Backed by a recent National Labor Relations Board ruling that claimed that the teaching assistants are students not workers, NYU has refused to recognize the union. The university has acknowledged that the strike has affected the ability of the school to function. In response, about 5,000 international scholars have signed an open letter that has appeared on the Internet protesting the university’s anti-union position and its threats against the graduate student-workers.
Communication workers’ union reaches deal with AT&T
The Communication Workers of America and AT&T said they had reached a tentative agreement late Sunday, December 11, on a contract for more than 11,000 workers nationwide. The CWA extended the contract beyond the strike deadline in order to reach an agreement. Workers will vote on the deal over the next several weeks.
AT&T praised the agreement—which provides wage increases that barely keep up with the rate of inflation—for enabling the company to “control our cost structure.” The agreement increases the employee co-pays and maximum out-of-pocket limits for medical and prescription drug benefits for employees and retirees, AT&T said. Also, the agreement makes provisions that before an employee is laid off, AT&T will offer him or her another position in the company.
San Antonio-based S-B-C Communications bought AT&T for $16 billion last month and renamed the company AT&T Incorporated.
Tentative agreement in Ohio teachers’ strike
Negotiators for the school district and the union representing striking teachers in Bridgeport, Ohio, reached a tentative agreement December 7 to end a four-week strike. Members of the Bridgeport Education Association walked out on strike charging they were the lowest-paid teachers in Belmont County. The new agreement, yet to be ratified by teachers, represented a compromise. In the first year teachers would receive a 3.25 percent raise, and another 3.0 percent raise in the second year. Teachers with 16 years and less will also receive an additional step increase.
During the strike, security guards were accused of assaulting teachers. The district was also accused of hiring substitute teachers that may not have been certified. Both guards and teachers were hired through the Huffmaster Company in Michigan.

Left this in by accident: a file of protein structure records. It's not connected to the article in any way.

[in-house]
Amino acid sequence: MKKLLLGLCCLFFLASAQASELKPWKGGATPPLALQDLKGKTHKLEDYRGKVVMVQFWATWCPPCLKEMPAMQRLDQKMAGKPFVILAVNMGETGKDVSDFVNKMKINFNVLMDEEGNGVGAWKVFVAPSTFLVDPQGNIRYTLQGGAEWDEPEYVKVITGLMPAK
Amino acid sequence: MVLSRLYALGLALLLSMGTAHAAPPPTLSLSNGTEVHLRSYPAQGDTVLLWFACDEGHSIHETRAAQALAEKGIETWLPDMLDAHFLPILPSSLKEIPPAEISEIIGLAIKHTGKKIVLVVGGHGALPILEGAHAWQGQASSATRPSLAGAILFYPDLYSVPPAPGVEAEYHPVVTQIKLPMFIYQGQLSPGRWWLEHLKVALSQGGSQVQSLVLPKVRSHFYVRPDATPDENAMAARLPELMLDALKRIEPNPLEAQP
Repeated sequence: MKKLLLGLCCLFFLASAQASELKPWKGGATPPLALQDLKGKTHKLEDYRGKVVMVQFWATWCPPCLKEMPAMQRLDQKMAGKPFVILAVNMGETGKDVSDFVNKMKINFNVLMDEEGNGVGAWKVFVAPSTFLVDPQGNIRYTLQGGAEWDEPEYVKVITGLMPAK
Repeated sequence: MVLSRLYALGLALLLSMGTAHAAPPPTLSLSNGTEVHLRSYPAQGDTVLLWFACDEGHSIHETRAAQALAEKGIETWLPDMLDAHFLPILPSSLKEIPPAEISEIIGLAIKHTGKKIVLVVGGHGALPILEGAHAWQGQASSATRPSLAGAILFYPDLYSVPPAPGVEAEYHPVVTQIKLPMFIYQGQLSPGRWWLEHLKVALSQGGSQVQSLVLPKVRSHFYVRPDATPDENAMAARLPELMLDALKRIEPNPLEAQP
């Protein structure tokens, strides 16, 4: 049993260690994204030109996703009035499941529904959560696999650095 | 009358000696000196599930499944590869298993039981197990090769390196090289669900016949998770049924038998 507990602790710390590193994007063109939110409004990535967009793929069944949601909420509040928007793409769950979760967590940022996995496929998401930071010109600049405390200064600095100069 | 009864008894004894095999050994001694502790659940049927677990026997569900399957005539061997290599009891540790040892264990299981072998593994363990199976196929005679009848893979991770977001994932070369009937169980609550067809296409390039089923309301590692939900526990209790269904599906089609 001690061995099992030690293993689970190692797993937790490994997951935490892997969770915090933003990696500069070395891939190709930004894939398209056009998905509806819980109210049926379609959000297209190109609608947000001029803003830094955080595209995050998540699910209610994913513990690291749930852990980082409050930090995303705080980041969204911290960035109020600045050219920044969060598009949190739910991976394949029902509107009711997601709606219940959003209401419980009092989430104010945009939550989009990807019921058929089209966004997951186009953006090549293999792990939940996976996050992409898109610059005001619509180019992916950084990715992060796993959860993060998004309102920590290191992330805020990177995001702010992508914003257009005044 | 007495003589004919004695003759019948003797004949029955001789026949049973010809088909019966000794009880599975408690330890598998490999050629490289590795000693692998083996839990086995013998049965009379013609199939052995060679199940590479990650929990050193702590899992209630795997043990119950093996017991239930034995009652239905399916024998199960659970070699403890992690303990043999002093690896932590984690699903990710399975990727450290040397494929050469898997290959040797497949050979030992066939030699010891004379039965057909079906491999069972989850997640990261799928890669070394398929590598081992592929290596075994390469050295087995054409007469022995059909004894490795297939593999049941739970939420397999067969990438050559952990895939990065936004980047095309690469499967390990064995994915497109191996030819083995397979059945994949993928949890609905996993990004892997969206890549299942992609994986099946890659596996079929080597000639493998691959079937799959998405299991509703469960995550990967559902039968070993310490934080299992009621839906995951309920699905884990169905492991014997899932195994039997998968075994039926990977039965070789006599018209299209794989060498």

Indiana workers reject new contract, continue strike
Workers at an Indiana pump and meter manufacturer rejected a new contract offer December 4 aimed at ending a three-week strike. Members of Teamsters Local 414 in Fort Wayne voted 113 to 14 to reject a second offer by Tuthill Transfer Systems that calls for deeper cuts in benefits.
The new agreement offers workers wage increases of $1 an hour in the first year, followed by subsequent annual increases of 45 cents and 46 cents. However, in the new contract’s first year alone, workers would lose an estimated 40 cents an hour due to increased health care costs.
Two days after workers voted down the latest offer, Tuthill management moved to hire 100 replacement workers. Tuthill operates 26 facilities around the world.
Workers strike Kentucky Pepsi plant
Members of Teamsters Local 651 walked out on strike December 5 against the Pepsi-Cola Bottling Company’s attempt to wipe out seniority rights for new job posts. The 44 inside workers had voted unanimously to reject the company’s last offer, despite a recommendation by the Teamsters negotiating committee.
In the past, company job postings were awarded on the basis of seniority when all other qualifications were equal. According to a Pepsi spokesperson, the new seniority clause would only affect future employees. Some 20 drivers, represented by a separate union, continue to work during the strike.
Chicago union official embezzles workers’ health care payments
A former union official has admitted embezzling more than $110,000 from a Chicago local of the United Food and Commercial Workers (UFCW). Carol McCormack, a controller and office manager for UFCW Local 100-A, took the money from union members’ health care payments during the period 1997-2001.
As a result of her plea bargain, McCormack will be sentenced on February 21 and could end up serving from 12 to 18 months under federal guidelines.